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Social Digest: 3D Printing, Today’s Future, Olympic Spirit

Welcome! As part of a series that keeps students up to date with international insights, current technology and popular culture, this week we're bursting at the seams with amazing hand picked content.

Print it in 3D

We live in remarkable times where technology advances at an unprecedented rate. Rapid prototyping or 3D printing to the layman (also known as additive printing) is beginning to branch out from design and manufacturing to different sectors and eventually our homes. Originally developed for creating product prototypes, a 3D printer takes a digital design and literally prints it out by constructing it layer by layer, just like the picture above. The ramifications for the future of commerce are epic. Find out more here. 

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Learning Social Media by Taking College Courses Online

In today's business economy, nothing can be more important than a skill such as the mastery of social media. When a person can communicate effectively using Facebook or Twitter, he or she can attract thousands of new people to a business's products or services. Businesses now have a growing demand for qualified individuals who have social media expertise. If you want to make yourself stand out in today's competitive job market, then developing skills in being able to use technology will help you land your dream job.

Take Social Media Courses

Online colleges now offer social media courses for individuals. You do not have to enroll in a degree program to take one of these classes. You may find that taking only one or two specialized courses gives you the knowledge that you need to master the use of social media. You can also contact students who have taken particular courses to find out whether they had a positive experience in taking the course. If you are truly concerned about the material that will be covered in a social media course, then you may also want to get in touch with a professor before the start of the semester.

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Social Digest: Ninja Turtles, World Tech, Comedians in Cars

Welcome, as part of a series that keeps students up to date with international insights, current technology and popular culture, this week we've got content so fresh it may expire by the time you read the post.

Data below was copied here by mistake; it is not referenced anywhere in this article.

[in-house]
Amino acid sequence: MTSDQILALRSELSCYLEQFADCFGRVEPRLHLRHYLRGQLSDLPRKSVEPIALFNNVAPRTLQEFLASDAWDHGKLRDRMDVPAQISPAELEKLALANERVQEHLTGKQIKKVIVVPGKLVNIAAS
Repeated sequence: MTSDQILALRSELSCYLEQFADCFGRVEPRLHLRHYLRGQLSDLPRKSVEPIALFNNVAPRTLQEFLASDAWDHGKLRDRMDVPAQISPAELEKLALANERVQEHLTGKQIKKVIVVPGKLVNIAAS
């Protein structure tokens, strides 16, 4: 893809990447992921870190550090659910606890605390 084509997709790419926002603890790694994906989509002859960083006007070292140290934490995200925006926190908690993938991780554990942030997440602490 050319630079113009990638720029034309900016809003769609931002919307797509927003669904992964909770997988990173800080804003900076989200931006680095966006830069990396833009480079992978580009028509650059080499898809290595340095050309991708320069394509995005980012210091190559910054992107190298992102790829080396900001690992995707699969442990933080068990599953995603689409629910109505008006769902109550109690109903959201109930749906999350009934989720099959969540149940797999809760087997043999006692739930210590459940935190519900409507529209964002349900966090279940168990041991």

The Ninja Turtles Return

The dearly loved 80's cartoon series Teenage Mutant Ninja Turtles is returning to capture new audiences. According to Nickelodeon's trailer it seems like the animation will be pretty basic. I wonder if the characters will be as likeable as the ones in the original series that caused a huge surge in the sale of pet terrapins, poor animals.

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The 5 Best Pictures on the Internet

You know those images that appear on your Facebook every now and then? You know, the funny ones of cats doing a dance or a student tricking their drunk friend. Everyone enjoys them right? Well, we've collected some of the best together for your pleasure below, so sit back, relax and enjoy. Which is your favourite?

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Wikipedia Blackout in Protest

If you are using Wikipedia in an English speaking country, then you may have noticed today that you cannot access any of the information. Instead of the normal pages of life-saving information, you will be met by a black screen, similar to the one above. This is because, for the first time ever, Wikipedia is protesting against two new laws that have been proposed in the United States.

SOPA (which stands for the ‘Stop Online Piracy Act'), and PIPA (‘Protect Intellectual Property Act') are two bills that aim to stop copyright infringement by websites outside of the US. However, many people, the Wikipedia community included, believe that these laws will harm free expression and freedom on the internet. In Wikipedia's own words:

"We are concerned that SOPA and PIPA will severely inhibit people's access to online information...These bills are simply unacceptable in a world that values an open, secure, and free Internet."

It is not the idea of stamping down on online copyright infringement that Wikipedia disagrees with, but the "badly drafted legislation" which will not only be ineffective against it's main aim, but will actually harm the internet as we know it.

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